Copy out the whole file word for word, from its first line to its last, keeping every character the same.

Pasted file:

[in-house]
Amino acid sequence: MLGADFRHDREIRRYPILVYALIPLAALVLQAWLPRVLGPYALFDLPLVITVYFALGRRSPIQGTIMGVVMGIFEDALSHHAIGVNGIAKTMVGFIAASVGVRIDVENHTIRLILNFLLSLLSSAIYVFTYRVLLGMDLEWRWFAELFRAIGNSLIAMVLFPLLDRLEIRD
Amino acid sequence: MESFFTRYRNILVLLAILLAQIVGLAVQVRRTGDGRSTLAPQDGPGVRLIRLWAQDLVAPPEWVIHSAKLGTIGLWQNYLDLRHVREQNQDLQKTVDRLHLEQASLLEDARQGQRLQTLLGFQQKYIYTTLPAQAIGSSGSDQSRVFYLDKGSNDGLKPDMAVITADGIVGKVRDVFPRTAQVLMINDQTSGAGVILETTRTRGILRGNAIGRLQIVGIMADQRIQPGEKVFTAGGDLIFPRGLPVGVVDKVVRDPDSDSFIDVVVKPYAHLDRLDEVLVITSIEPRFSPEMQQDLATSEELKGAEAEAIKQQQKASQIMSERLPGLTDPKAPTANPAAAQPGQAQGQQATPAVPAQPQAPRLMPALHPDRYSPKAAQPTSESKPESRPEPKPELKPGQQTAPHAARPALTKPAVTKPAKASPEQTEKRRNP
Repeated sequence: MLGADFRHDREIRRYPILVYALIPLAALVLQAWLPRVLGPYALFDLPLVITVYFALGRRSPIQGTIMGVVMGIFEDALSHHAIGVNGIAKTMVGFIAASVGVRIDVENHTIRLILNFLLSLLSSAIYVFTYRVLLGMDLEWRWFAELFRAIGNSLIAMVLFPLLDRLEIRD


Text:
[in-house]
Amino acid sequence: MLGADFRHDREIRRYPILVYALIPLAALVLQAWLPRVLGPYALFDLPLVITVYFALGRRSPIQGTIMGVVMGIFEDALSHHAIGVNGIAKTMVGFIAASVGVRIDVENHTIRLILNFLLSLLSSAIYVFTYRVLLGMDLEWRWFAELFRAIGNSLIAMVLFPLLDRLEIRD
Amino acid sequence: MESFFTRYRNILVLLAILLAQIVGLAVQVRRTGDGRSTLAPQDGPGVRLIRLWAQDLVAPPEWVIHSAKLGTIGLWQNYLDLRHVREQNQDLQKTVDRLHLEQASLLEDARQGQRLQTLLGFQQKYIYTTLPAQAIGSSGSDQSRVFYLDKGSNDGLKPDMAVITADGIVGKVRDVFPRTAQVLMINDQTSGAGVILETTRTRGILRGNAIGRLQIVGIMADQRIQPGEKVFTAGGDLIFPRGLPVGVVDKVVRDPDSDSFIDVVVKPYAHLDRLDEVLVITSIEPRFSPEMQQDLATSEELKGAEAEAIKQQQKASQIMSERLPGLTDPKAPTANPAAAQPGQAQGQQATPAVPAQPQAPRLMPALHPDRYSPKAAQPTSESKPESRPEPKPELKPGQQTAPHAARPALTKPAVTKPAKASPEQTEKRRNP
Repeated sequence: MLGADFRHDREIRRYPILVYALIPLAALVLQAWLPRVLGPYALFDLPLVITVYFALGRRSPIQGTIMGVVMGIFEDALSHHAIGVNGIAKTMVGFIAASVGVRIDVENHTIRLILNFLLSLLSSAIYVFTYRVLLGMDLEWRWFAELFRAIGNSLIAMVLFPLLDRLEIRD